NEW YORK — With Richard Clarke, President Bush’s former counterterrorism coordinator, under contract as an ABC News analyst, competing television news organizations were rebuffed Thursday from talking to him about national security adviser Condoleezza Rice’s testimony before the commission investigating the Sept. 11, 2001, terrorist attacks.
Clarke was interviewed on ABC by Peter Jennings minutes after Rice, Clarke’s former boss, ended her appearance before the commission.
Clarke’s spokeswoman, Carisa Hays, said it was his choice to give TV interviews only to ABC on Thursday. Like many national security officials, Clarke was hired by a network as a consultant shortly after leaving government. ABC would not say how much he was paid.
Yet with his book, “ Against All Enemies: Inside America’s War on Terror ,” and own appearance before the Sept. 11 commission, Clarke has become a central part of the story. Rice was asked about several of the things Clarke has said about fighting terrorism during her testimony.
Representatives from NBC, CBS and CNN said they were refused access to Clarke on Thursday and in recent days.
“It’s not as though we were without the ability to represent his point of view, but there’s no question Mr. Clarke is a newsmaker, and I would have liked to have had Mr. Clarke on our broadcast today,” said Mark Lukasiewicz, executive producer of NBC News specials.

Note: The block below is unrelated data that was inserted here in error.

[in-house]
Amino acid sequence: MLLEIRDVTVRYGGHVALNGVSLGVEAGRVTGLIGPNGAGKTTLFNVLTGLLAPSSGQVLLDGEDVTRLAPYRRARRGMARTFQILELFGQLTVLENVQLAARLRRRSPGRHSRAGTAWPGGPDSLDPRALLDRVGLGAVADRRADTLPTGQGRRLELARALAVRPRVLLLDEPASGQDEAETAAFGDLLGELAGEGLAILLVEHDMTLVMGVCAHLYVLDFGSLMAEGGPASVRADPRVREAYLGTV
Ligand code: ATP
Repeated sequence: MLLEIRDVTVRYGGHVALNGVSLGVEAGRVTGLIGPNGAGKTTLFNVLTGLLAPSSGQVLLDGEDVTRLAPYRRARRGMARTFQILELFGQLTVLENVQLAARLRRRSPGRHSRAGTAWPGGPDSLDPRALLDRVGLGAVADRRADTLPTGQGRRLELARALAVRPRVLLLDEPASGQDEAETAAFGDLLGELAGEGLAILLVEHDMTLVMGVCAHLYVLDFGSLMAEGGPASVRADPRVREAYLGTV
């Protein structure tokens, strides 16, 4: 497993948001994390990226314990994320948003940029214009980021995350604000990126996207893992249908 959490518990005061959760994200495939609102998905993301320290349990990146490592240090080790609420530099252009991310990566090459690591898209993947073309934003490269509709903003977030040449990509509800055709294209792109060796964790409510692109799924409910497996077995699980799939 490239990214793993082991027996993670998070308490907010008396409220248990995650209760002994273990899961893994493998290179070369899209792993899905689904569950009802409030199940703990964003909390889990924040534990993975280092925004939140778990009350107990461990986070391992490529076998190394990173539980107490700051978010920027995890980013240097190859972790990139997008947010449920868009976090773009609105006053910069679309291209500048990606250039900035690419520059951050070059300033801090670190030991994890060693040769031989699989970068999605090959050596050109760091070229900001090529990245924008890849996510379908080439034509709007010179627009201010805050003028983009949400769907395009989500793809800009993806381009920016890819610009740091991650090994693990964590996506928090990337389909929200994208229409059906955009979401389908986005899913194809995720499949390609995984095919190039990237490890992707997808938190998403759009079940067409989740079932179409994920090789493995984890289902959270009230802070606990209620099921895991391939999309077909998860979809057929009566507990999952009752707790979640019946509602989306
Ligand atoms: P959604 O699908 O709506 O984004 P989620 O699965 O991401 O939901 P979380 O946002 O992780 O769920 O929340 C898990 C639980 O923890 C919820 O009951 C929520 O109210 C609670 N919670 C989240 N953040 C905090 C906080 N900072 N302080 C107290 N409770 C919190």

NBC’s Tom Brokaw interviewed Roger Cressey, Clarke’s business partner and former deputy in the White House, who is a consultant to NBC News.
‘A man in the news’
CBS’s “Early Show” tried to book Clarke last week and was told by Clarke’s office that from now on, he would be available only to ABC, said Sandra Genelius, a spokeswoman for CBS News. The “CBS Evening News” heard the same thing when it made inquiries Thursday, she said.
“Because he is obviously a man in the news, it would seem to be fair that he would speak to any news organization,” she said.
A spokeswoman for CNN said several of the network’s requests to speak to Clarke recently were turned down by his publisher.
Hays, who works for Clarke’s publisher, Free Press, told a reporter that Clarke would speak only to ABC News on Thursday. When asked whose choice it was, she said, “Speak to ABC.”
An hour later, Hays called back to say it was Clarke’s choice.
Clarke made his biggest TV splash March 21 on CBS’s “60 Minutes,” an interview that was arranged before he signed with ABC. He appeared on NBC’s “Meet the Press” on March 28. He made those appearances as an unpaid newsmaker.
Clarke also appeared Thursday on ABC News as a newsmaker, not as an ABC News consultant, said Cathie Levine, a spokeswoman for the network. Before interviewing Clarke on the air, Jennings twice told viewers that Clarke was a paid adviser for ABC News.
“In this period as a newsmaker, it was made very clear that he did not need to be exclusive to ABC,” Levine said. “We made this clear to his publisher, too.”
And Clarke did make himself available for print interviews Thursday.
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